They didn’t have the accessible room I reserved — what am I owed?

Disara/Shutterstock
Disara/Shutterstock
Some hotel amenities aren’t that important. Some are.

Having an accessible room, which is required under some state and federal laws, is a biggie. So when John and Carolyn Falabella asked me to look into their hotel’s failure to offer them the room they reserved, I knew it could be serious.

But a closer look at their case one shows just how frustrating it can be to fix a major problem like this, particularly with a chain hotel. I’m not sure if I can make this right, but read on and let me know if you think I should get involved in mediating this dispute.

Falabella had reservations at a Comfort Inn in Arlington, Va. He says he’d made a booking for an accessible room through Comfort Inn’s 800-number, and that he received a confirmation.
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What are we owed for two “horrible, stinky nights” in a hotel?

Erika Spott is a card-carrying member of Choice Hotels’ loyalty program, and she gives the hotel chain her business because she can always count on getting clean, reasonably-priced room.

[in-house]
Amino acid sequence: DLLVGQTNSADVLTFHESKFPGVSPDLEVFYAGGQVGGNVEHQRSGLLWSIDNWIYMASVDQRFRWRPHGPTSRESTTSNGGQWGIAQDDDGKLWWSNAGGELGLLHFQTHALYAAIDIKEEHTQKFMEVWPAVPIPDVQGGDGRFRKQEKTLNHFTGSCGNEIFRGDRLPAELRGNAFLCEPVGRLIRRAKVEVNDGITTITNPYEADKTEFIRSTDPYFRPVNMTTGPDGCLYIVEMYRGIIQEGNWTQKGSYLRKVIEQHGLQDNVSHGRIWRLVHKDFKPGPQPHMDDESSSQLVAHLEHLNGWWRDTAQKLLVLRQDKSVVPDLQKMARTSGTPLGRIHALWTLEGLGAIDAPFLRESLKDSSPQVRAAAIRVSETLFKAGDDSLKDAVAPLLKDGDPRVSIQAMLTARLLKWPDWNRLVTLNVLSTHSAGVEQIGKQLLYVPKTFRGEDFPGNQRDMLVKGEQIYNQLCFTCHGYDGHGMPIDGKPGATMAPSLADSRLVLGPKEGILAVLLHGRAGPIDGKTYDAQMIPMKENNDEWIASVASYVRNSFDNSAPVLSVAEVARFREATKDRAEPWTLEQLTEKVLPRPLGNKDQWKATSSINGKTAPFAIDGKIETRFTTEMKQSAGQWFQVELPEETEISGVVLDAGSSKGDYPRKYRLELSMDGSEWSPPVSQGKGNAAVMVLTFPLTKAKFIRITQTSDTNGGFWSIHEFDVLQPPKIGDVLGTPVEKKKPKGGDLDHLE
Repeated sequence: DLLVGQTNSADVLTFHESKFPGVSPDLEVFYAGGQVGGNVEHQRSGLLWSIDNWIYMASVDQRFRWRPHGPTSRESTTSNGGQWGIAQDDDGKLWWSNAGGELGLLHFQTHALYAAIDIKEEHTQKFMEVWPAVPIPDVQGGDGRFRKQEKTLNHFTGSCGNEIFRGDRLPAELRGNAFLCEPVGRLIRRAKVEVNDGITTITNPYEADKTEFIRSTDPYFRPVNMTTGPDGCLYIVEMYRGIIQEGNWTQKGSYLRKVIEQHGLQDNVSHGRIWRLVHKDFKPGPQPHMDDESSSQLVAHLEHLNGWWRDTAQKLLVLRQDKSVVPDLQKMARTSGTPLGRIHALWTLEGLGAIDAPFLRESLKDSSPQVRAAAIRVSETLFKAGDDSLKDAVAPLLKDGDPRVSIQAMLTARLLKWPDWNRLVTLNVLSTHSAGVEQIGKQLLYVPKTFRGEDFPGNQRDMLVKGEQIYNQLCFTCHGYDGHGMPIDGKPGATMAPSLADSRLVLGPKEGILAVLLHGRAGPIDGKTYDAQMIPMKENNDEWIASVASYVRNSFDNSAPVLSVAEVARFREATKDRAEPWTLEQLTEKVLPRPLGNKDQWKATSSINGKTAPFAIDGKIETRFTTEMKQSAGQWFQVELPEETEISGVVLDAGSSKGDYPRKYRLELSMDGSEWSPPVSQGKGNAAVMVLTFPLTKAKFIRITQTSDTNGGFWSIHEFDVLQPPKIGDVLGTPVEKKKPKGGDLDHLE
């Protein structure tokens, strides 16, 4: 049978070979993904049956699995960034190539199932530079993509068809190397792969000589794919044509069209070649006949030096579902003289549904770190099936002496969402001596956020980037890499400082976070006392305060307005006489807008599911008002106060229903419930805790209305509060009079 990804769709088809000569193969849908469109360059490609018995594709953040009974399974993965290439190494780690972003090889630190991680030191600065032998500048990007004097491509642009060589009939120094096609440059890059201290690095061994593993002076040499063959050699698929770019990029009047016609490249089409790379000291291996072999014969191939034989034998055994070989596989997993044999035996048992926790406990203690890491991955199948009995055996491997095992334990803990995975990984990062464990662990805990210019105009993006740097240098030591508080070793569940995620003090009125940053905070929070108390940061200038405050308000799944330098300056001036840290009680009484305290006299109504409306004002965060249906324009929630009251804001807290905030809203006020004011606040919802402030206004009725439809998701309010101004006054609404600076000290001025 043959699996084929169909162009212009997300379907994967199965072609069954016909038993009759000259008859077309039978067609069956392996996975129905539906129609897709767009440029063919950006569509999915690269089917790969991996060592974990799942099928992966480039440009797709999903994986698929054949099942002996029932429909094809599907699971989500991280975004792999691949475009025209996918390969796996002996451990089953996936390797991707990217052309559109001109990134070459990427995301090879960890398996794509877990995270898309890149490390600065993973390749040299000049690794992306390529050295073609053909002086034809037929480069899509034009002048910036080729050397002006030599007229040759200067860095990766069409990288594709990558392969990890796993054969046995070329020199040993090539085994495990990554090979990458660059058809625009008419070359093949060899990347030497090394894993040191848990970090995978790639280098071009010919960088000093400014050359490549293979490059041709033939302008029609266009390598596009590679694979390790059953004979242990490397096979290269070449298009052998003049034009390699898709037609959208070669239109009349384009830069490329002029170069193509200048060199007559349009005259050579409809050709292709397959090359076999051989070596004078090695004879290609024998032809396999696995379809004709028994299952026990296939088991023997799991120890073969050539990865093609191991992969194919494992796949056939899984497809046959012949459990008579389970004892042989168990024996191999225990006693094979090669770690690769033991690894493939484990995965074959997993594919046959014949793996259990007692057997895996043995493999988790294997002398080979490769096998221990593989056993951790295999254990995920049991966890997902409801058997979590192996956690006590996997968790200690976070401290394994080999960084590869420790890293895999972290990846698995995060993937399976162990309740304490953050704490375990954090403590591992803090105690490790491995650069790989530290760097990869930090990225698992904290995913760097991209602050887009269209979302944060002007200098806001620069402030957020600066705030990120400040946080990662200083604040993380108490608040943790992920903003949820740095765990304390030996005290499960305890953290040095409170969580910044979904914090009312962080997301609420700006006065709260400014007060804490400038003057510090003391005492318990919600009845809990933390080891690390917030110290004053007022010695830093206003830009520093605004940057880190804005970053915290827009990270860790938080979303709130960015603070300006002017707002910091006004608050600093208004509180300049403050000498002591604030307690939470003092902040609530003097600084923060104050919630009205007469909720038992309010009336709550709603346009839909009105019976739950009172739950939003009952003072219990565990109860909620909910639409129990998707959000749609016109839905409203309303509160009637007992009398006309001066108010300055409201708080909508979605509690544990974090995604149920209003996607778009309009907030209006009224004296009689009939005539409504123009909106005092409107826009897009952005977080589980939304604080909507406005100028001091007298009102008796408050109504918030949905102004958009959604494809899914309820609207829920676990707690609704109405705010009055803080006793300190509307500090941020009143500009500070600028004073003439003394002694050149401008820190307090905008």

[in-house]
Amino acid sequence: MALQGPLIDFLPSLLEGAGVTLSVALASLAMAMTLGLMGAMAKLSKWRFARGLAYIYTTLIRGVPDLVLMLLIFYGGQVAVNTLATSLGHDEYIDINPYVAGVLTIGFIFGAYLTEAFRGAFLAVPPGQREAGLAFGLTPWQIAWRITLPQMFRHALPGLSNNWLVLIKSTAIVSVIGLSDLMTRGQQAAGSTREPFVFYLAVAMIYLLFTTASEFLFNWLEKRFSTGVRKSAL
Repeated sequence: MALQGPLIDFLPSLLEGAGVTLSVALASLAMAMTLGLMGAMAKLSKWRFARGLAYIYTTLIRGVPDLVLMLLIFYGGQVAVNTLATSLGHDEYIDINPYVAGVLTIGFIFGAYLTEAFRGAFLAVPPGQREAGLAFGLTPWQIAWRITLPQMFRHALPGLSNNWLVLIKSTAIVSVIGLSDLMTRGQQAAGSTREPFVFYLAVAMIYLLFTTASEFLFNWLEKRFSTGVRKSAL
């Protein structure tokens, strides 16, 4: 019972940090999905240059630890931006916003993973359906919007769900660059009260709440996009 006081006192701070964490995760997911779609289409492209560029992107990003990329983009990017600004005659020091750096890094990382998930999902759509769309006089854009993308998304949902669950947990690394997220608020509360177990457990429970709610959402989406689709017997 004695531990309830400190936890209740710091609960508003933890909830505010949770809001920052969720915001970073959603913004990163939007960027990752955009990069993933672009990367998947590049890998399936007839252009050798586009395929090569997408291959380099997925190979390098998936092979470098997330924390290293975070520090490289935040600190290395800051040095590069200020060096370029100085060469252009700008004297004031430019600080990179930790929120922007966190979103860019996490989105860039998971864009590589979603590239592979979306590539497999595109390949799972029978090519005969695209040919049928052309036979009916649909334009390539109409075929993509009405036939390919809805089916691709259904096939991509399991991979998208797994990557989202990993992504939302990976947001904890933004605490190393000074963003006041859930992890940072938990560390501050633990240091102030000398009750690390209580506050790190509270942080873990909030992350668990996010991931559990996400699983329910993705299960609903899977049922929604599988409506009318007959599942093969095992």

Until she visited Avon, Ind., for a family event recently.

“We booked two non-smoking rooms at the Comfort Inn,” she says. “When we returned from spending the day with our family around 10:30 p.m., our room reeked of cigarette smoke — enough to gag a smoker.”
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Can this trip be saved? Bedbugs in my hotel room (and bad service — really bad service)

I am writing to describe the most horrible hotel stay I have ever endured in any hotel in my life,” the note began.

Well, that’s one way to get your attention.

The email, sent to the Comfort Inn Conference Center in Richmond, Va., detailed an unpleasant stay from start to finish. But let’s not bury the lede, as they say in journalism: The worst part, says Cricket Moore, was the discovery of a bedbug between her sheets.

She scooped up the insect, took a picture and brought it to the front desk.

“I was dumbfounded to discover that the hotel either had no procedures or had not trained its personnel how to handle a situation like this,” she says.
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Should I delete my customer service blog?

Alistair Young had a problem. He booked a room through the Comfort Inn site and paid $225, but then found the same room elsewhere online for just $174.

Comfort had a best rate guarantee, which he invoked. The hotel turned him down, citing fine print in its agreement. So he started a blog called Keeping Choice Hotels Honest. (Choice owns the Comfort Inn brand.)

He also asked me for help, and I referred him to this wiki, where he obtained the executive contacts for Comfort Inn and appealed to them.
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